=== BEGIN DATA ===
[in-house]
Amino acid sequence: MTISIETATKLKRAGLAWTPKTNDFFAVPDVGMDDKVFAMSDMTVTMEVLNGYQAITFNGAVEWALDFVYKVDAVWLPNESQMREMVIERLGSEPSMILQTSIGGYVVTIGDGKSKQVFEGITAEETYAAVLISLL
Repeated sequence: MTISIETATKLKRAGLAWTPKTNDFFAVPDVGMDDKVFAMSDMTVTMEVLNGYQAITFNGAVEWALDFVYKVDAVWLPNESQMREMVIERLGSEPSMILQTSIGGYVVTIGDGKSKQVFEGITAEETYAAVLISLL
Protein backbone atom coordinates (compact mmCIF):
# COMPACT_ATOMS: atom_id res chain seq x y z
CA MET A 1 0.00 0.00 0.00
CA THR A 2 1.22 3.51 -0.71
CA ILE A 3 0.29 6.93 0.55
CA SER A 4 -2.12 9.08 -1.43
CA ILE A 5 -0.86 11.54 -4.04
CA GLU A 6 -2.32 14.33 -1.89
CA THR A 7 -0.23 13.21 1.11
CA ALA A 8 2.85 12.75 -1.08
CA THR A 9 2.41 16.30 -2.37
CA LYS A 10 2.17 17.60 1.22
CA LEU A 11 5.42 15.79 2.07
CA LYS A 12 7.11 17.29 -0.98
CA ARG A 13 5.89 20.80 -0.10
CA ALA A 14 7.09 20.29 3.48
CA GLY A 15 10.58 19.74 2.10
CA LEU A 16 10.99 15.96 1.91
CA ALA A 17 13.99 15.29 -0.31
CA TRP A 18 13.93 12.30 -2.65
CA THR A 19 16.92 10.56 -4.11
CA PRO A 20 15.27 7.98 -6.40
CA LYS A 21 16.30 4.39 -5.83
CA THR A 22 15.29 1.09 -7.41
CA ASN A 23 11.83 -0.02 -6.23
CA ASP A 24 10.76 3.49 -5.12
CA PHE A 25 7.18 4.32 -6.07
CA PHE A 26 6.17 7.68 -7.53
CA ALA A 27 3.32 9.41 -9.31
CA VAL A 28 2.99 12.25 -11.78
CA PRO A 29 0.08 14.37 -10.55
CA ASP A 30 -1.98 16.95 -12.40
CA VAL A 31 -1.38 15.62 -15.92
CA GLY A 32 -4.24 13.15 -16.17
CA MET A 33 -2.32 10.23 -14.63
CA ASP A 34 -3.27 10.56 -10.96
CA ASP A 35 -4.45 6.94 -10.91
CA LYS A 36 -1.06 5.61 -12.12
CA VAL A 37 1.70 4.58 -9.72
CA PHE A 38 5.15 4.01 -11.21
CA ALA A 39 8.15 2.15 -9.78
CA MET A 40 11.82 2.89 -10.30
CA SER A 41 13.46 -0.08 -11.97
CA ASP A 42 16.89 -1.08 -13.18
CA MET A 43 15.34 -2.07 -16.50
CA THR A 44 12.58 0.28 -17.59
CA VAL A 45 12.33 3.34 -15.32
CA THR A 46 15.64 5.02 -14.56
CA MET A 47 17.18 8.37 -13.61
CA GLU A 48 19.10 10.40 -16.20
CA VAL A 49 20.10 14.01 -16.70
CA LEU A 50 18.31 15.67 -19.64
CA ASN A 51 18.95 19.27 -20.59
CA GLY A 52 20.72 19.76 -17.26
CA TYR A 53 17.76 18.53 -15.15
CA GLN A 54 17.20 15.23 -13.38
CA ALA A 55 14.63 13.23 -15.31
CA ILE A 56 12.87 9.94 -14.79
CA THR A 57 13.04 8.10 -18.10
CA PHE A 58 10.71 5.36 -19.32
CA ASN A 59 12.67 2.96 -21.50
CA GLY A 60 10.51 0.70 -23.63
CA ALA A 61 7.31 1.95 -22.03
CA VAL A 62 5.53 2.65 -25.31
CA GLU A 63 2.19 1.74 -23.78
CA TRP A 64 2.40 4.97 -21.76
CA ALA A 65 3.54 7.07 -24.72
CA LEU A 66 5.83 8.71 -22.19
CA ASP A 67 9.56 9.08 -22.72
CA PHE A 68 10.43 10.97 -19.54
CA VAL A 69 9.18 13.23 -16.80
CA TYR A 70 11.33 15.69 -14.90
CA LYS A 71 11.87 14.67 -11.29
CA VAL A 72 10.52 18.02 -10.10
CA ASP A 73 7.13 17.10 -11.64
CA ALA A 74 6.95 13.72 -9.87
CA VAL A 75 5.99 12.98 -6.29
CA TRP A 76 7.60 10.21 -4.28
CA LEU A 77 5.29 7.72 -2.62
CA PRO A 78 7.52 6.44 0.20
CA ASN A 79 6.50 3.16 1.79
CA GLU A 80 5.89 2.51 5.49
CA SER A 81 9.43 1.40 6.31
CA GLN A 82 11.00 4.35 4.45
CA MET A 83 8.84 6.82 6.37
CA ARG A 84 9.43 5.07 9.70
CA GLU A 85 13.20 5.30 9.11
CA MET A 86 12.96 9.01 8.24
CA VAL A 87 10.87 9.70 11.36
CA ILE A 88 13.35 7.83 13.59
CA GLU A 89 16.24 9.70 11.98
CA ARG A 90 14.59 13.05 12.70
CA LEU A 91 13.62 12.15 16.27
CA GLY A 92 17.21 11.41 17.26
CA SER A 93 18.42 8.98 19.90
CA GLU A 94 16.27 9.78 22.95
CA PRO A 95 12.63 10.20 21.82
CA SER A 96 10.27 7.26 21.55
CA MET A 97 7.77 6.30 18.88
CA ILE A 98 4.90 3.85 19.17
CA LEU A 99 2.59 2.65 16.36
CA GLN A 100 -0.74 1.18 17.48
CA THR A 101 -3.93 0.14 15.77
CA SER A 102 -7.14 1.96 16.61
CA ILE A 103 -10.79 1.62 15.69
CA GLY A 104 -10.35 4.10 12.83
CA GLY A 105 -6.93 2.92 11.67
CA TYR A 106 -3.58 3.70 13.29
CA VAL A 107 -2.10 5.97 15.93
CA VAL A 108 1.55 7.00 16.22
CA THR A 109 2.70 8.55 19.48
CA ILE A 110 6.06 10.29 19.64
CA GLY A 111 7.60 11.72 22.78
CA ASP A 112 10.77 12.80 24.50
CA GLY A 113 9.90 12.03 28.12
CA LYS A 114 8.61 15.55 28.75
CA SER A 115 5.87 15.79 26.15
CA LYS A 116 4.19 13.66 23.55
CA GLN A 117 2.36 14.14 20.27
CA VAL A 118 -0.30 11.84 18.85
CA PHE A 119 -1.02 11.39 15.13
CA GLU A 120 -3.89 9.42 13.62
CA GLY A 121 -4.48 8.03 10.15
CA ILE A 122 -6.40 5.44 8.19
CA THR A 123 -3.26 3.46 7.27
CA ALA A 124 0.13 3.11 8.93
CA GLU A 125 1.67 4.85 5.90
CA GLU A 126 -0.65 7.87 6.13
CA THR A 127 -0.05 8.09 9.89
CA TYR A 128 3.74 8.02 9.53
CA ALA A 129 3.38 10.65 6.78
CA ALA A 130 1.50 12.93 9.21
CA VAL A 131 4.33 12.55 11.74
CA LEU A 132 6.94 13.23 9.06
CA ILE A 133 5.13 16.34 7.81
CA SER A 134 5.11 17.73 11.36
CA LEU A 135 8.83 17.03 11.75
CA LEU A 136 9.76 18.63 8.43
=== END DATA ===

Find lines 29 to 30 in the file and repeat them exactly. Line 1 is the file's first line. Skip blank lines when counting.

CA ASP A 24 10.76 3.49 -5.12
CA PHE A 25 7.18 4.32 -6.07